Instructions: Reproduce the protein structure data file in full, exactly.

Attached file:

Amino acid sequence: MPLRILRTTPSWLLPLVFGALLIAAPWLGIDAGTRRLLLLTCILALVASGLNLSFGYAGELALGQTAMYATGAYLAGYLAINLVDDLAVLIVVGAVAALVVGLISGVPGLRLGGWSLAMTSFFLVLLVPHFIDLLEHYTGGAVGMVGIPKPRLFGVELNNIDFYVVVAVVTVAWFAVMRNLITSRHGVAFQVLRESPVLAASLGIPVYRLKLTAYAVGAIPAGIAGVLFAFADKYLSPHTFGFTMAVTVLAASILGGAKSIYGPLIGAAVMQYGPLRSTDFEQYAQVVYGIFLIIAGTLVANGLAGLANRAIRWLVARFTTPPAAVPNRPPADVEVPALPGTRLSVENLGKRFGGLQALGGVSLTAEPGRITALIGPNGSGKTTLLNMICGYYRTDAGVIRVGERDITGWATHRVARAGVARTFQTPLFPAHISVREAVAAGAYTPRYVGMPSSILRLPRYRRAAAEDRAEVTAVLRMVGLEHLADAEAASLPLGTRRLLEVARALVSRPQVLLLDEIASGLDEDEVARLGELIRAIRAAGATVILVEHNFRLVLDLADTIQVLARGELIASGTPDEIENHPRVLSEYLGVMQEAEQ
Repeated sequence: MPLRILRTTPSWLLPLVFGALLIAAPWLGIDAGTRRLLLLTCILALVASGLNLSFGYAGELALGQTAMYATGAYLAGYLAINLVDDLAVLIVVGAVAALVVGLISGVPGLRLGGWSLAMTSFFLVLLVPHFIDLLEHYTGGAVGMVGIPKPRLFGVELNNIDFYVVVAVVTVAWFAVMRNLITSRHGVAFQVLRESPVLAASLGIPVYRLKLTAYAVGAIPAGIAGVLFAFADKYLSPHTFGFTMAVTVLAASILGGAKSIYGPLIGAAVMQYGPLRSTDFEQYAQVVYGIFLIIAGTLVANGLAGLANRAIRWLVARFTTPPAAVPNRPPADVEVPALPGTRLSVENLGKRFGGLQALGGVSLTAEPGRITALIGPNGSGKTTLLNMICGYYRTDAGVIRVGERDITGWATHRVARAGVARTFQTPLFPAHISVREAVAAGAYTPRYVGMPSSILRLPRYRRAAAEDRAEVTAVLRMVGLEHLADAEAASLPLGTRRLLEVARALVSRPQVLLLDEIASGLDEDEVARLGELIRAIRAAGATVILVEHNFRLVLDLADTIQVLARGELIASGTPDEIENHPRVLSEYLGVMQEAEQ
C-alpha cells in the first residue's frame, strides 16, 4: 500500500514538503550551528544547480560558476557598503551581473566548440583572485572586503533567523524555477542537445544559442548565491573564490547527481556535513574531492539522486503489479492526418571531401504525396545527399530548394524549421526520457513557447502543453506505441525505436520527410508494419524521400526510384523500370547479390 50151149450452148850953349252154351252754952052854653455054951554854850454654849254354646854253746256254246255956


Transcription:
Amino acid sequence: MPLRILRTTPSWLLPLVFGALLIAAPWLGIDAGTRRLLLLTCILALVASGLNLSFGYAGELALGQTAMYATGAYLAGYLAINLVDDLAVLIVVGAVAALVVGLISGVPGLRLGGWSLAMTSFFLVLLVPHFIDLLEHYTGGAVGMVGIPKPRLFGVELNNIDFYVVVAVVTVAWFAVMRNLITSRHGVAFQVLRESPVLAASLGIPVYRLKLTAYAVGAIPAGIAGVLFAFADKYLSPHTFGFTMAVTVLAASILGGAKSIYGPLIGAAVMQYGPLRSTDFEQYAQVVYGIFLIIAGTLVANGLAGLANRAIRWLVARFTTPPAAVPNRPPADVEVPALPGTRLSVENLGKRFGGLQALGGVSLTAEPGRITALIGPNGSGKTTLLNMICGYYRTDAGVIRVGERDITGWATHRVARAGVARTFQTPLFPAHISVREAVAAGAYTPRYVGMPSSILRLPRYRRAAAEDRAEVTAVLRMVGLEHLADAEAASLPLGTRRLLEVARALVSRPQVLLLDEIASGLDEDEVARLGELIRAIRAAGATVILVEHNFRLVLDLADTIQVLARGELIASGTPDEIENHPRVLSEYLGVMQEAEQ
Repeated sequence: MPLRILRTTPSWLLPLVFGALLIAAPWLGIDAGTRRLLLLTCILALVASGLNLSFGYAGELALGQTAMYATGAYLAGYLAINLVDDLAVLIVVGAVAALVVGLISGVPGLRLGGWSLAMTSFFLVLLVPHFIDLLEHYTGGAVGMVGIPKPRLFGVELNNIDFYVVVAVVTVAWFAVMRNLITSRHGVAFQVLRESPVLAASLGIPVYRLKLTAYAVGAIPAGIAGVLFAFADKYLSPHTFGFTMAVTVLAASILGGAKSIYGPLIGAAVMQYGPLRSTDFEQYAQVVYGIFLIIAGTLVANGLAGLANRAIRWLVARFTTPPAAVPNRPPADVEVPALPGTRLSVENLGKRFGGLQALGGVSLTAEPGRITALIGPNGSGKTTLLNMICGYYRTDAGVIRVGERDITGWATHRVARAGVARTFQTPLFPAHISVREAVAAGAYTPRYVGMPSSILRLPRYRRAAAEDRAEVTAVLRMVGLEHLADAEAASLPLGTRRLLEVARALVSRPQVLLLDEIASGLDEDEVARLGELIRAIRAAGATVILVEHNFRLVLDLADTIQVLARGELIASGTPDEIENHPRVLSEYLGVMQEAEQ
C-alpha cells in the first residue's frame, strides 16, 4: 500500500514538503550551528544547480560558476557598503551581473566548440583572485572586503533567523524555477542537445544559442548565491573564490547527481556535513574531492539522486503489479492526418571531401504525396545527399530548394524549421526520457513557447502543453506505441525505436520527410508494419524521400526510384523500370547479390 50151149450452148850953349252154351252754952052854653455054951554854850454654849254354646854253746256254246255956